The Scriptures tell us that possessing a passion to do these works is a central component of the new birth. Paul declares that Jesus “gave Himself for us, that He might redeem us from every lawless deed and purify for Himself His own special people, zealous for good works” (Titus 2:14). But these works can never stand alone. We do not go about preaching good works. We preach Jesus Christ, and a transformed life of good works that will surely follow those who trust in Him.

Vines and Branches

The good works of God will always and surely flow out of a life which is closely related to Jesus. Our Lord tells us, “Abide in Me, and I in you. As the branch cannot bear fruit of itself, unless it abides in the vine, neither can you, unless you abide in Me” (John 15:4). When a young man and woman are married, the natural outcome of that relationship is nearly always children. Whether they have taken classes in sex education or think that babies come from long-legged storks, it makes no difference. When a man and a woman are married and live under the same roof, babies are almost sure to come.

Likewise, when human hearts are joined to the Lord Jesus in that abiding relationship of love, trust, faith, and devotion, good works and abundant fruit will surely result. In Romans we read, “Therefore, my brethren, you also have become dead to the law through the body of Christ, that you may be married to another–to Him who was raised from the dead, that we should bear fruit to God” (Romans 7:4).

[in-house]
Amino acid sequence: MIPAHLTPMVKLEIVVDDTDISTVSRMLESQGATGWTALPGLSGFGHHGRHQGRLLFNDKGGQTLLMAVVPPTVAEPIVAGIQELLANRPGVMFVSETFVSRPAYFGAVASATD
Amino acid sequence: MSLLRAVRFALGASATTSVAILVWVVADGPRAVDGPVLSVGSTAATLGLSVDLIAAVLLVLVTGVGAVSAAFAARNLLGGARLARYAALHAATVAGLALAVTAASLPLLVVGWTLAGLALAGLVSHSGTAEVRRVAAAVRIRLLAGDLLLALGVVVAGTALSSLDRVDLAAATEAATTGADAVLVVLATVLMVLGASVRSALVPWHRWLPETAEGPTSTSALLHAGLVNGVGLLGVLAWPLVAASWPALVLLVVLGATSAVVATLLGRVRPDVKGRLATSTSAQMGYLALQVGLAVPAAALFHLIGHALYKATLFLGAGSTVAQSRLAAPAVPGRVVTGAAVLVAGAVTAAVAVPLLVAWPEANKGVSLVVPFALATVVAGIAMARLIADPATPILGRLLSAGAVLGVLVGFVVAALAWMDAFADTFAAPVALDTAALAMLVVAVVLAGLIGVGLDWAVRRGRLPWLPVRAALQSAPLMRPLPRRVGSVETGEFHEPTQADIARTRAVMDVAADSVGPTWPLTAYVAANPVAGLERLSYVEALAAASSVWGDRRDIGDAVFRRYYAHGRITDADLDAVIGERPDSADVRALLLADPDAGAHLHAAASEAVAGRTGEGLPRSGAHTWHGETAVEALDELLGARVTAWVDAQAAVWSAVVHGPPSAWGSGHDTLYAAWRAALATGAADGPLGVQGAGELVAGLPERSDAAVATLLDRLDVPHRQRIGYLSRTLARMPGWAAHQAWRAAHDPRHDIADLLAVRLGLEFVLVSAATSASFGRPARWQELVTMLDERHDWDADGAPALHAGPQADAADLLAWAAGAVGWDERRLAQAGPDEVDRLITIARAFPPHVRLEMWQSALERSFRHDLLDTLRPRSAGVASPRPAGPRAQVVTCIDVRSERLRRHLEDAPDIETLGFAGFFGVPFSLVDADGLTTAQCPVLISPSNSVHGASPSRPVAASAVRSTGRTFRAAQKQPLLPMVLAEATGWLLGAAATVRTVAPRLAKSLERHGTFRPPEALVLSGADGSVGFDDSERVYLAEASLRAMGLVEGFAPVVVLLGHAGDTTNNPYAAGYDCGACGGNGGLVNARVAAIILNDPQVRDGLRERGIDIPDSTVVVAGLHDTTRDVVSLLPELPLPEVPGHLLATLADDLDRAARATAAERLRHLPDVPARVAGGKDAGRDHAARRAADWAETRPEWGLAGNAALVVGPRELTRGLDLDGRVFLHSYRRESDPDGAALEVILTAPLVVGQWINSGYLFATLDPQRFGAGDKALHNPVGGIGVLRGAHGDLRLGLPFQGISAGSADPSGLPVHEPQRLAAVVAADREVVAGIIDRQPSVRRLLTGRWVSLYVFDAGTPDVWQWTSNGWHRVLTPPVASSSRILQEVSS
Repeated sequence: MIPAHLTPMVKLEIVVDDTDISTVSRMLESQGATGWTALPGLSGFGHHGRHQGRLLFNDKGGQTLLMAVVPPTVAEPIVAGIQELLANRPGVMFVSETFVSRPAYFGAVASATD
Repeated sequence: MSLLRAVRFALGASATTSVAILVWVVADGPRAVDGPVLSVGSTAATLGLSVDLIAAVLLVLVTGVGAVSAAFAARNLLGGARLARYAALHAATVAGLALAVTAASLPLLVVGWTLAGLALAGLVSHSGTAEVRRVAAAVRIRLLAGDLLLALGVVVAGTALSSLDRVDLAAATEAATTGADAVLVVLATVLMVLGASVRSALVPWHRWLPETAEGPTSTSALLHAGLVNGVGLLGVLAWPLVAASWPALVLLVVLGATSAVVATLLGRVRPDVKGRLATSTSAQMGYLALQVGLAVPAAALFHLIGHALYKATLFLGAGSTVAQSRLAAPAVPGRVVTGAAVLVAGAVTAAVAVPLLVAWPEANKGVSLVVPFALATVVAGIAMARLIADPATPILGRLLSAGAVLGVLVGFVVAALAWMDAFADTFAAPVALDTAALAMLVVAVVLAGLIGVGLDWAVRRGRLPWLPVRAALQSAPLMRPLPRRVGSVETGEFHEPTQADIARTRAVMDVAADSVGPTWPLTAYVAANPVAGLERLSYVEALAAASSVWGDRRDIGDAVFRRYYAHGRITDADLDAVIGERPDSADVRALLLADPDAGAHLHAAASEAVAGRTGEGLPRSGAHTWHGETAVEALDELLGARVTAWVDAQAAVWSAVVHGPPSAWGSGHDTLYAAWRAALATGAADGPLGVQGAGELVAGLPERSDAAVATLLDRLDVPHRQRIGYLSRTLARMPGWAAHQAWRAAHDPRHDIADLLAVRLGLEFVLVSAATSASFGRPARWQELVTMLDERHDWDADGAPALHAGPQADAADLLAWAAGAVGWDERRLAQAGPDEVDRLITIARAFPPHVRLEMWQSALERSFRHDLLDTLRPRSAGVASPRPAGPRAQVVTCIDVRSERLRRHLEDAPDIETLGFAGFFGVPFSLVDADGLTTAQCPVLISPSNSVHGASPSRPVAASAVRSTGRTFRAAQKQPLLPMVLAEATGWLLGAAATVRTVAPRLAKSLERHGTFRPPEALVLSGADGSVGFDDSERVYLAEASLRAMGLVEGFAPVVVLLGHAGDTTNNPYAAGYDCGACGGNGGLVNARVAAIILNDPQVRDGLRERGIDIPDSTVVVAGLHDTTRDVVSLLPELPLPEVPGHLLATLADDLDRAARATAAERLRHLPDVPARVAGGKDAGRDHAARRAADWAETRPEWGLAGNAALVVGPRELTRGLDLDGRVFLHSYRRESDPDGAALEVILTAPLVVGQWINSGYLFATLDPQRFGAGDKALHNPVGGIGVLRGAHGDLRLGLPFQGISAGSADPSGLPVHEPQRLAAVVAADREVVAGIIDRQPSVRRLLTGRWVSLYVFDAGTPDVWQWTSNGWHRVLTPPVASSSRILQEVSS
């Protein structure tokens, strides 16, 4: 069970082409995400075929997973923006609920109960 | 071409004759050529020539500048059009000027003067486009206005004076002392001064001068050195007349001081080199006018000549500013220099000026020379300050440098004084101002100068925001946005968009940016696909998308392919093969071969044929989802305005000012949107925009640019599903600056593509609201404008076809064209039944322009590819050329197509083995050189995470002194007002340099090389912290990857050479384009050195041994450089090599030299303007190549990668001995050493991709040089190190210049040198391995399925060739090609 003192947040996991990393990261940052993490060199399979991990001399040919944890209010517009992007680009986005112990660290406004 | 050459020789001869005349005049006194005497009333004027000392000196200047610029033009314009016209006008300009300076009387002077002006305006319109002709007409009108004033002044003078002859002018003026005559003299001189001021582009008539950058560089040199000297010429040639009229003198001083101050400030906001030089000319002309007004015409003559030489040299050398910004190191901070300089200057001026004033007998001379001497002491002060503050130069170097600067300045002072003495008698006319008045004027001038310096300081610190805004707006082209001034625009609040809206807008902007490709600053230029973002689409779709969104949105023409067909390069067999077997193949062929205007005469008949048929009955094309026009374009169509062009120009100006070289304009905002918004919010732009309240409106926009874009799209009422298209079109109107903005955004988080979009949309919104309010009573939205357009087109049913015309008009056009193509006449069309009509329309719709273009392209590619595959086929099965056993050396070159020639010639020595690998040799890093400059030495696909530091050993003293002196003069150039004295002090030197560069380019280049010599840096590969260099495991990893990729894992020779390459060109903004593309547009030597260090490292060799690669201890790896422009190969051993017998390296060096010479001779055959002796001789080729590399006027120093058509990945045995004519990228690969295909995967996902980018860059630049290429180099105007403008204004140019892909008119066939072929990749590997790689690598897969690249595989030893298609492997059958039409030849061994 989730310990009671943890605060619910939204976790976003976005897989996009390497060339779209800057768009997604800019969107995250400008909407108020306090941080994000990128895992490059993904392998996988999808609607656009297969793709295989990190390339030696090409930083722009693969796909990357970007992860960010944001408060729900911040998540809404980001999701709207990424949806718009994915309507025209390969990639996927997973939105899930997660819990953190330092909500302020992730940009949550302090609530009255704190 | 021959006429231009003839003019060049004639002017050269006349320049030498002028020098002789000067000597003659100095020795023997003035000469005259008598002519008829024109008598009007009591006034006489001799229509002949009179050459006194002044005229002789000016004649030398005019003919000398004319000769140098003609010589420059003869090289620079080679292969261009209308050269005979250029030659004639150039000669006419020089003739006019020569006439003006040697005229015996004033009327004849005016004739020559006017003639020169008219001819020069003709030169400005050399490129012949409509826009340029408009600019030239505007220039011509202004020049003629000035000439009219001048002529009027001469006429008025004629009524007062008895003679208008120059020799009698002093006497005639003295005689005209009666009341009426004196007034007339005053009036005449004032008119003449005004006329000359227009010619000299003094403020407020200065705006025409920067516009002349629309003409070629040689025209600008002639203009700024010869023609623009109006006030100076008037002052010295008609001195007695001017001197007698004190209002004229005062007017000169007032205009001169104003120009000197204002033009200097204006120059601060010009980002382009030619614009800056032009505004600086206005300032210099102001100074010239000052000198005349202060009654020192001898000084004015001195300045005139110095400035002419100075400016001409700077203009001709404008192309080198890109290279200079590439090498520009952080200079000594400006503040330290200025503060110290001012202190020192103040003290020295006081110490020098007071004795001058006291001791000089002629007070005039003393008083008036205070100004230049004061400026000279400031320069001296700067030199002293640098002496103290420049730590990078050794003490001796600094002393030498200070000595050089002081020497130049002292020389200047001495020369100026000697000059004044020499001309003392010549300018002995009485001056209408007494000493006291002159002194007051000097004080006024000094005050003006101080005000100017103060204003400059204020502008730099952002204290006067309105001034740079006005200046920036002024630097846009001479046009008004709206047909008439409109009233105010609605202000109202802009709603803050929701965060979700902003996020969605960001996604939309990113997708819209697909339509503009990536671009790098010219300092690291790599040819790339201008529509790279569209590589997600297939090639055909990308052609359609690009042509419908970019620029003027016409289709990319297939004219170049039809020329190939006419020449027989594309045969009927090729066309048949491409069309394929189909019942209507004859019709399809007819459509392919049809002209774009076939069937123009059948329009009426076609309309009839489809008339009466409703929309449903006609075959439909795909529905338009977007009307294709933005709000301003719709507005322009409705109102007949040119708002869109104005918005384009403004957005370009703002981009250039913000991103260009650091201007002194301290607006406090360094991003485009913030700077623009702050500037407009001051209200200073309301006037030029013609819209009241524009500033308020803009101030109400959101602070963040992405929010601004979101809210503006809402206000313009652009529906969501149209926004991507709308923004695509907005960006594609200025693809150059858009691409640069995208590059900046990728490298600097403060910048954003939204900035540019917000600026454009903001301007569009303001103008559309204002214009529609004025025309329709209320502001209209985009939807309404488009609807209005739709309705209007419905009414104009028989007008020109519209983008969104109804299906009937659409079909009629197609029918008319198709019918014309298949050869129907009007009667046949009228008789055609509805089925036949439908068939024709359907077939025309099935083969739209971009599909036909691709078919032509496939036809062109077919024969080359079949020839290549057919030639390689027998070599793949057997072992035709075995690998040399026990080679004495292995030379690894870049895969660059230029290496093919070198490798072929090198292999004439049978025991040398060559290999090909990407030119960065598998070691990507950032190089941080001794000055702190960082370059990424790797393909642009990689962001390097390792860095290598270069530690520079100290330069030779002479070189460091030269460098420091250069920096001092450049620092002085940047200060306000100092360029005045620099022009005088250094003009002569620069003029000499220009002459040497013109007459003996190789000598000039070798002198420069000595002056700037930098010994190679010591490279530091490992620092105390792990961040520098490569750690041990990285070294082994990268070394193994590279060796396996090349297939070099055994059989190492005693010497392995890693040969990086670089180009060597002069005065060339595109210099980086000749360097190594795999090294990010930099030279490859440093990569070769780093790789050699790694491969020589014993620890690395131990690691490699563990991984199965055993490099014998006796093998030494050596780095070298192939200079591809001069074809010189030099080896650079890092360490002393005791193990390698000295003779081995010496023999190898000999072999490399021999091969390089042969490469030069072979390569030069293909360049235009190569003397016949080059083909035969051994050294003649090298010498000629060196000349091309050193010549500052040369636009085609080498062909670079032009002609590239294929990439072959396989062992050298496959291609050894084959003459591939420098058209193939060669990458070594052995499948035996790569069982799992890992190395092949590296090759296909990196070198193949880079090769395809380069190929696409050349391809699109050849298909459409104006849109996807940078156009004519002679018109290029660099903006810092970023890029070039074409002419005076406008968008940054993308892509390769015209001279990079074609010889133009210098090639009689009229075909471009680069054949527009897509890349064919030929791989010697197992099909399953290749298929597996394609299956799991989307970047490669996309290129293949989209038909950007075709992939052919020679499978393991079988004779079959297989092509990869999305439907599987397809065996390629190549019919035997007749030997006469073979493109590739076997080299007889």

Finishing well is, as Dr. Beck counseled his young son-in-law, a matter of keeping our hearts close to Christ. And from that fellowship we will be moved by the Holy Spirit to keep Christ’s works day after day. As our youth stretches into middle age, and middle age dissolves into old age, we shall find that our faith and our zeal are not diminished, and our passion for doing the will of God does not wane. And when the time of our departure comes, we will be able to say, like Paul, “I have finished the race; I have kept the faith.”